That ten second penalty could be academic as on Sunday morning I overhead the team discussing “piston slap.” Those in the know are well aware of my mechanical ineptitude, but I know enough that the term “piston slap” is not the name of an American rap band, even more worringly as a co-driver, I could actually hear it.

The game plan for Sunday was changed slightly.  We figured if the engine was going to let go, we might as well make it spectacular and go for it and try and chase Dean down for the final podium spot.  The last two stages on Saturday we were only 0.4 and 0.2 of a second behind Dean.  On the first three stages on Sunday, the gap was only 0.2, 0.4 and 0.1 of a second, which is amazingly close on 15 kilometre stages.

All was to change on the following stage where we snagged a right front wheel on a hidden washout on a fast 8R.  This nearly ripped out the wheel from Tony and resulted in the front wheel being pushed against the guard.  That basically ended our chances of a podium, however after getting to the end of the stage, we noticed we were one minute ahead of Dean.  All was revealed as we left the control and saw Dean on the side of the road and the car with a huge amount of negative camber on the front wheel.  It appears Dean hit the same washout as we did, but with a worse result. It was really disappointing for Tony and I to see Dean and Chris out like that as we were really enjoying the fight.

With no chance of catching the Finns, we elected for a very safe engine map and hoped to get the car home on the final two stages content with our third place. Four kilometres into the final stage, we had Juha Salo’s co-driver, Mika, waving us down as their car was on its roof.  Again this is not the way we want to gain a position and we finished the stage with our first stage win of this event and second overall.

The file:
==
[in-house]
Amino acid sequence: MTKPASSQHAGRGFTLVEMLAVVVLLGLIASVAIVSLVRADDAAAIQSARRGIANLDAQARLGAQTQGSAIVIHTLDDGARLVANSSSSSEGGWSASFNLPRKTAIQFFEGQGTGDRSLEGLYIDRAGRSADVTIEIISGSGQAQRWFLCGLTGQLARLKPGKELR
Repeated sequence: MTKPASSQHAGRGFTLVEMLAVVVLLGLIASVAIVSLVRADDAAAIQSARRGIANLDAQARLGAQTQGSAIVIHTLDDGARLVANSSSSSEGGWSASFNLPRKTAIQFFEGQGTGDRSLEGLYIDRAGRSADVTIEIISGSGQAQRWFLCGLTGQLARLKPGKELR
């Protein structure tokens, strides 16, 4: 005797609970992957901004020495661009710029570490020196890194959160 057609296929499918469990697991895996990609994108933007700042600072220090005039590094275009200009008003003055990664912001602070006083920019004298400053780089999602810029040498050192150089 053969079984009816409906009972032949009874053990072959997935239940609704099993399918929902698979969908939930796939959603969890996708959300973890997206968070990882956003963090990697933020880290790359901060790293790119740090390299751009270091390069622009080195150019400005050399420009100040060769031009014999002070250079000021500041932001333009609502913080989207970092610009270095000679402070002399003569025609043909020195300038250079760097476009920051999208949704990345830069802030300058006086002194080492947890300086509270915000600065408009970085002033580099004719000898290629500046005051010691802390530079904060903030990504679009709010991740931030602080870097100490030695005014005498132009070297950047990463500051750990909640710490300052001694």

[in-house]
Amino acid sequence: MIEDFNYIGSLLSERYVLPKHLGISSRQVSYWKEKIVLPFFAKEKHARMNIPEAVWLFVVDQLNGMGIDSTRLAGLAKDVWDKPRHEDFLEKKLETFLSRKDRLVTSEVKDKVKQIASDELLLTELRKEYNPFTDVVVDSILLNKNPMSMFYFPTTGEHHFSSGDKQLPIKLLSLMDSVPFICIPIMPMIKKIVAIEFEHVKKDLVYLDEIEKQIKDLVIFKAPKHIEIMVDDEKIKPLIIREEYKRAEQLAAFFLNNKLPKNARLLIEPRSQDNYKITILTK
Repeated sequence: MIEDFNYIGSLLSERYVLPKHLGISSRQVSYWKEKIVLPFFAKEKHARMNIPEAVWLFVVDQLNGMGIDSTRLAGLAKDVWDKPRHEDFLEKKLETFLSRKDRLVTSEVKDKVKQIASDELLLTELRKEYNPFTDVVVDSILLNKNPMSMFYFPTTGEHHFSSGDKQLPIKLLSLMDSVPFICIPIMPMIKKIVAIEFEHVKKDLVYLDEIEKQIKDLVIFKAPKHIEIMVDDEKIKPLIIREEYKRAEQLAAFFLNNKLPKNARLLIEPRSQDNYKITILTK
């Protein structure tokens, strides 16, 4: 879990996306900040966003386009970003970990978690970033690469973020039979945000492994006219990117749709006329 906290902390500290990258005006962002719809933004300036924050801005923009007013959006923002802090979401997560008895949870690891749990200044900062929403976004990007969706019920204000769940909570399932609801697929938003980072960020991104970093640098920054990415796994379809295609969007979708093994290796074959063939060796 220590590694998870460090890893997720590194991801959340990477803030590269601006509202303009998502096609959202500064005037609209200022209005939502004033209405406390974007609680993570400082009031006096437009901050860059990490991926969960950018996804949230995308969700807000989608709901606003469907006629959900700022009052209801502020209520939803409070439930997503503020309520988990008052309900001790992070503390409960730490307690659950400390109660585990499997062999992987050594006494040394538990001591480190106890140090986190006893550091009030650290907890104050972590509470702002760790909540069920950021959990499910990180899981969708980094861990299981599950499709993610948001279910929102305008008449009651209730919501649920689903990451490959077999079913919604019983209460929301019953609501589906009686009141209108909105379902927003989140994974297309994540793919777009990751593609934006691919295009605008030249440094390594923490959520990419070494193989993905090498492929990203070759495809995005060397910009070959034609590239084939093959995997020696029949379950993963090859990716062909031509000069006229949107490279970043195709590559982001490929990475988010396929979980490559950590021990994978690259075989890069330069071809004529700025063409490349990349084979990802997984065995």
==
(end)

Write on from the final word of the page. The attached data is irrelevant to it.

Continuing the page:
Better news was to come overall as, with Dean and Juha failing to score points on the this rally, it elevated Tony and I to the champion international driver/co-driver pairing for 2008, and if the rules had allowed, we would have had enough points to be the Chinese Rally Champions…the only problem is we are not Chinese so we don’t qualify!!

2008 has been an amazing year for Tony and I and the newly established Chinese team, FCACA.  This has all come about from a dream of a Shanghai businessman, Mr Chen, with a passion for cars and an amazing talent for picking an unknown driver, but who could see Tony’s passion and commitment for rallying.

After the first rally in Shanghai where we finished second, I proudly stated that no-one had heard of Tony Green, but he is going to be a huge talent in rallying in the coming years.  Thankfully, he has proved me right by winning the international driver award and taking me along for the ride to be international co-driver champion in China in 2008. Amazingly, he did this in a Cody Crocker-like drive without bending one panel all year, until he stood on the bonnet in his final victory celebrations!

Also I owe a huge debt of gratitude to Mr Chen and his team in FCACA for taking me on as their international co-driver. It was an awesome experience to be a member of the FCACA family in 2008, and hopefully this will continue for many years to come.